If you understand the potential conditions and symptoms your American bulldog may experience, you’re more likely to get them the care they need. Prompt care can prevent conditions from worsening.
- Brachycephalic airway obstructive syndrome (BAOS). An American bulldog’s flat face is adorable, but it makes the pups more prone to BAOS . These dogs have elongated soft palates, and it pushes against the windpipe. It can be tough to breathe and sometimes requires surgery.
- Respiratory tract disorders. Brachycephalic breeds like the American bulldog are more likely to have issues with their upper respiratory tract. Symptoms include snorting and wheezing. American bulldogs are also prone to pneumonia.
- Heart conditions. As a brachycephalic breed, American bulldogs have a higher risk of heart disease. The breed is particularly prone to pulmonic stenosis , a disease that interferes with blood flow to the pulmonary artery and sometimes the heart and lungs.
- Obesity. American bulldogs can become obese. Give them plenty of exercise and refrain from feeding them too many high-calorie treats to help prevent this condition. A dog’s daily diet should consist of 90% food with a seal from the Association of American Feed Control Officials (AAFCO) and no more than 10% treats.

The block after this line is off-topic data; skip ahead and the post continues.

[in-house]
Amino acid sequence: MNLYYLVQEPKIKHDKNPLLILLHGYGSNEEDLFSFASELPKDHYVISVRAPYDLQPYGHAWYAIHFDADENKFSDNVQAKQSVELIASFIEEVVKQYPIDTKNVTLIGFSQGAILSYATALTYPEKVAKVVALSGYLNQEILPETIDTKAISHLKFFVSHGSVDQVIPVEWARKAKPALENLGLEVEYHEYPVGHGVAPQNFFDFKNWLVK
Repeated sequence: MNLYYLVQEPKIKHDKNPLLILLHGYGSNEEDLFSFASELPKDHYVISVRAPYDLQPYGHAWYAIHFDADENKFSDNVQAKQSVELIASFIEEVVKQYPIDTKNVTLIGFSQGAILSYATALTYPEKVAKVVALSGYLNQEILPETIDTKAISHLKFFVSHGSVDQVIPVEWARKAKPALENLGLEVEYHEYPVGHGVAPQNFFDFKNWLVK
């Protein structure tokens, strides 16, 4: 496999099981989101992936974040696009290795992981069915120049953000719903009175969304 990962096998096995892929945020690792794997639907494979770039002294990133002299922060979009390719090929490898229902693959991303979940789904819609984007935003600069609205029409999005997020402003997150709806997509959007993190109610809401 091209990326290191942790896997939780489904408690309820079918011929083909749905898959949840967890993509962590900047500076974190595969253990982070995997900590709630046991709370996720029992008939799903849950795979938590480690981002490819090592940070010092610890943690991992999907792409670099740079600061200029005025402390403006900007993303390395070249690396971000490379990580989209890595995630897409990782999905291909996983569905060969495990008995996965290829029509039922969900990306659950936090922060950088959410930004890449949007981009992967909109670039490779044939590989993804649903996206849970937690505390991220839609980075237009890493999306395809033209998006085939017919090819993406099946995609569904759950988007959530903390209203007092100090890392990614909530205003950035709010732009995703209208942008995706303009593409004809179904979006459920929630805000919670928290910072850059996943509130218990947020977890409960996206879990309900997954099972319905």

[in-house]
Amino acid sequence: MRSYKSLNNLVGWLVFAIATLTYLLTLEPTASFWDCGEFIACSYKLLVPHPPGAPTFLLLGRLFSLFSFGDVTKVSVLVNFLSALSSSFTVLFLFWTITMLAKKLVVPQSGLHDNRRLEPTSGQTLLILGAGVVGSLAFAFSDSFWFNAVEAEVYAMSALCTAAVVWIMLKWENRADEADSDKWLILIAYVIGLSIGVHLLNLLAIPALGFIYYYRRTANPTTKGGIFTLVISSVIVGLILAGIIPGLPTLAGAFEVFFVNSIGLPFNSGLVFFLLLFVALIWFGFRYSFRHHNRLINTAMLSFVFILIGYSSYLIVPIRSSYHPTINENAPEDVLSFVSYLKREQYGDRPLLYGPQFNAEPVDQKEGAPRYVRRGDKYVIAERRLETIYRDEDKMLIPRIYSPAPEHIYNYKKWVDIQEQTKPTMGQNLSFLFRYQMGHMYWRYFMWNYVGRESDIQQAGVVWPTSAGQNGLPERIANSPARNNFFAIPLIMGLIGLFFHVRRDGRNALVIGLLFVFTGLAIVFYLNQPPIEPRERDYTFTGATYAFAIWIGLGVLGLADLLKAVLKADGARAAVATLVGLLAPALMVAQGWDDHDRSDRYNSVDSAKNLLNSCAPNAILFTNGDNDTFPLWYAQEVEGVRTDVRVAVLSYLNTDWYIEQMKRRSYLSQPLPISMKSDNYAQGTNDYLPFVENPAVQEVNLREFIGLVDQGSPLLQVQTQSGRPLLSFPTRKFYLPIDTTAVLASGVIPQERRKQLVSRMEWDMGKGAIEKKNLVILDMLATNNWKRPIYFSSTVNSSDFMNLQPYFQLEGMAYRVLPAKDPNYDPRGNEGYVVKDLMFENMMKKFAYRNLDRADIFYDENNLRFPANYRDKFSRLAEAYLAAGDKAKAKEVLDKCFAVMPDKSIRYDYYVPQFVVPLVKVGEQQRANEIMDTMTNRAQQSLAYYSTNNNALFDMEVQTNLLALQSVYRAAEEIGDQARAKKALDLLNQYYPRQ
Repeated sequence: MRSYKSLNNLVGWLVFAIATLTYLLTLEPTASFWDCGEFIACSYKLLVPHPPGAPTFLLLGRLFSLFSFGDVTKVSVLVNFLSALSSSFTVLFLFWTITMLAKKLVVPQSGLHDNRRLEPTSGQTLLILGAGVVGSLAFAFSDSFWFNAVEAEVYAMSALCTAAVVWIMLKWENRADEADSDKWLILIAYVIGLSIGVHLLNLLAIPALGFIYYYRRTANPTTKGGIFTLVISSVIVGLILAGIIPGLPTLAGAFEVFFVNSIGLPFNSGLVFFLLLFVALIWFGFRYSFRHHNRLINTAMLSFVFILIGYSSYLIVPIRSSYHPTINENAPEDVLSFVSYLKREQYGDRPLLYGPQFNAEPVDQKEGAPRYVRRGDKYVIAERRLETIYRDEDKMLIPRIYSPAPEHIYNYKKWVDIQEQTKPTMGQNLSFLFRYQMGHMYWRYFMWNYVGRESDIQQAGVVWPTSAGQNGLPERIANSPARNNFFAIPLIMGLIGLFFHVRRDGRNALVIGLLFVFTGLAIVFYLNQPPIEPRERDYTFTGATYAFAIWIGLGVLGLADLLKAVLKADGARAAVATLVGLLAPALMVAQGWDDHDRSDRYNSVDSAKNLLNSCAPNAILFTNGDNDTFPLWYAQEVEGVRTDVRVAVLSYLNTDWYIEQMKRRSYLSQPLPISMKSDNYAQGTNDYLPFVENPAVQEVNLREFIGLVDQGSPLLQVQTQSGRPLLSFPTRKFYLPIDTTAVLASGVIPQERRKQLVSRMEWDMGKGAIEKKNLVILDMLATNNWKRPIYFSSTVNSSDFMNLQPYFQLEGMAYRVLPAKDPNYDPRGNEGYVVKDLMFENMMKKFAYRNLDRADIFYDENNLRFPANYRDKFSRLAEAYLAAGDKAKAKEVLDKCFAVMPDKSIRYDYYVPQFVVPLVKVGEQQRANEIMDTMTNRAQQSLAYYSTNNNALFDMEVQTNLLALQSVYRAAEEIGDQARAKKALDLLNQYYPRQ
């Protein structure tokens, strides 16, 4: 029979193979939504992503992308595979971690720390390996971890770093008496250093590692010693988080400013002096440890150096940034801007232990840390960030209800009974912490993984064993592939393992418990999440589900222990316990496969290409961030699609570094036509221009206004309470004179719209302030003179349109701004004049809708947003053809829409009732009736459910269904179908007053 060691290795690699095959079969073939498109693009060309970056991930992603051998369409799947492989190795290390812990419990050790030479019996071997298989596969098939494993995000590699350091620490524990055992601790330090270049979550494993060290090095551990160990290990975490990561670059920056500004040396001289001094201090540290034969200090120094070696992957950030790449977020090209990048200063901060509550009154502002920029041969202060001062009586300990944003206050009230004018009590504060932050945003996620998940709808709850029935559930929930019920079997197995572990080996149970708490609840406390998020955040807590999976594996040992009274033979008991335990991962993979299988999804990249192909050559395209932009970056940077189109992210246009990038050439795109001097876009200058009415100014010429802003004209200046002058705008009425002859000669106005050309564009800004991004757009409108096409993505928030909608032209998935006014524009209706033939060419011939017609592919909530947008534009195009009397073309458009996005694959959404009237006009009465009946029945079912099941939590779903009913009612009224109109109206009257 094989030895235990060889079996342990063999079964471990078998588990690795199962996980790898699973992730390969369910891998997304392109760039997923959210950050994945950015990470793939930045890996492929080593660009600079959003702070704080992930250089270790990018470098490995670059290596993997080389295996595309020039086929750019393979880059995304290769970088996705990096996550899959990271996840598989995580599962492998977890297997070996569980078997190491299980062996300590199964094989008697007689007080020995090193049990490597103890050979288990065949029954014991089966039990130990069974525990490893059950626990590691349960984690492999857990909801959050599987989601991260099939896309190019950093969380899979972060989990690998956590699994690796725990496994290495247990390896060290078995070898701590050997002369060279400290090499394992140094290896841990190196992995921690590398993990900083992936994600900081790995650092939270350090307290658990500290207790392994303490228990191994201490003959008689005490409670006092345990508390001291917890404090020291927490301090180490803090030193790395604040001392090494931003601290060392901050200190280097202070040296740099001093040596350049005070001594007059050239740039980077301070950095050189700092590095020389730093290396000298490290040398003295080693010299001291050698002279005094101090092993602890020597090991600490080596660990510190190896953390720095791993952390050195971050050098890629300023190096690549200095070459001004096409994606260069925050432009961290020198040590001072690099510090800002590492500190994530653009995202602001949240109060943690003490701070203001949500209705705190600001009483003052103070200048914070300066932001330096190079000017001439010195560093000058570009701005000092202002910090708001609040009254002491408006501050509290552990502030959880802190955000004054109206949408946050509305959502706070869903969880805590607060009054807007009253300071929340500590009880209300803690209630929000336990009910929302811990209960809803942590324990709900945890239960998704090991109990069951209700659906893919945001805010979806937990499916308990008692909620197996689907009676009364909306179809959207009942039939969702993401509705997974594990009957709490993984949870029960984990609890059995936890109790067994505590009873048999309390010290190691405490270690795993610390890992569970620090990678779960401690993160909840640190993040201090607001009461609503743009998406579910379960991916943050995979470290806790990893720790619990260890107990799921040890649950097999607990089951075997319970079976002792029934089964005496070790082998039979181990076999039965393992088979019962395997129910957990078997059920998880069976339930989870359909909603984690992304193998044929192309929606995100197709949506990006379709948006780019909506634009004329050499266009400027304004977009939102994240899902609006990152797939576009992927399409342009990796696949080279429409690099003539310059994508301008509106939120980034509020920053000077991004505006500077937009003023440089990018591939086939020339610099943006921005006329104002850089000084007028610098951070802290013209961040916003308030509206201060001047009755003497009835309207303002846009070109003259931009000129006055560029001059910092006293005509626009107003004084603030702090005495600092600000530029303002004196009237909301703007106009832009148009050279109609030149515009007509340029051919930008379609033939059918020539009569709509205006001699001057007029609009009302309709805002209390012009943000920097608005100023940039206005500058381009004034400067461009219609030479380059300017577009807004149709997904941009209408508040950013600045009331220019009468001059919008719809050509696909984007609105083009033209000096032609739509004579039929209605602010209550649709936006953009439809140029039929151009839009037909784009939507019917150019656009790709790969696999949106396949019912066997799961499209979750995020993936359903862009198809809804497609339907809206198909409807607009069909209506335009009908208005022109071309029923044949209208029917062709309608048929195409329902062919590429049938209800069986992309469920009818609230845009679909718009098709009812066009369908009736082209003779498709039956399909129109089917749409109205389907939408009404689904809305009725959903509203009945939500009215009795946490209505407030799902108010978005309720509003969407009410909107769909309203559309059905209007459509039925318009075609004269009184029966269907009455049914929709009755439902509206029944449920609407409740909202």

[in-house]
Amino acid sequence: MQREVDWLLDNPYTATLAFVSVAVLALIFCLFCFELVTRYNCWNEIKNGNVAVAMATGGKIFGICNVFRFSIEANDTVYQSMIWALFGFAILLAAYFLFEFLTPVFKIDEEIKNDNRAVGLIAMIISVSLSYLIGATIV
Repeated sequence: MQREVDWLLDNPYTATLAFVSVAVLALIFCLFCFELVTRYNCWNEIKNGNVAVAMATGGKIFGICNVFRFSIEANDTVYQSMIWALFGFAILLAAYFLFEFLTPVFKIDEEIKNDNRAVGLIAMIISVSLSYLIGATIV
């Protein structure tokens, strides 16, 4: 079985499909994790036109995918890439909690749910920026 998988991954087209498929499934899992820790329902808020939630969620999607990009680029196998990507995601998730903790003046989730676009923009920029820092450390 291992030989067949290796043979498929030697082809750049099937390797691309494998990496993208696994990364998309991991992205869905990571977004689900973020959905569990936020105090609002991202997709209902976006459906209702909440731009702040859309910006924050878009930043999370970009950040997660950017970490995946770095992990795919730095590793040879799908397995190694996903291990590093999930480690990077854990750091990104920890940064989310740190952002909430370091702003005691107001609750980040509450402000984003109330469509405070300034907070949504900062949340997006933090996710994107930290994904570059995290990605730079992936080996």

- Eye disease. Corneal ulcers are more common in American bulldogs. Trauma to the eye typically causes ulcers. Severe ulcers can cause blindness, so pet parents should call the vet immediately if they suspect their pup has one.
- Neoplasia. Neoplasia happens when there is an uncontrolled growth of cells. It’s often a sign of cancer, and research shows it’s a leading cause of death in bulldogs.
- Hip dysplasia. Because American bulldogs are larger breeds, they’re prone to hip dysplasia. This condition occurs when the ball and socket joints don’t fit together as they should. Hip dysplasia is painful, and your pup may have trouble walking.
Costs of caring for an American bulldog
The cost of treating the health problems an American bulldog may experience typically depends on how severe the condition is when diagnosed. BAOS procedures can cost anywhere from $200 to $1,500. Treating pneumonia may cost upwards of $200 for medication or $2,000 for a hospital stay. Cancer treatment may also have a five-figure price tag. Other conditions, like obesity, may not cost anything to treat. You may simply need to get out more for walks and watch your dog’s diet.
Pet health insurance may help lower out-of-pocket costs. Pet parents will enjoy more benefits if they sign up early in a pup’s life. Alternatives include pet savings accounts and finding financial aid in your area.
History of the American bulldog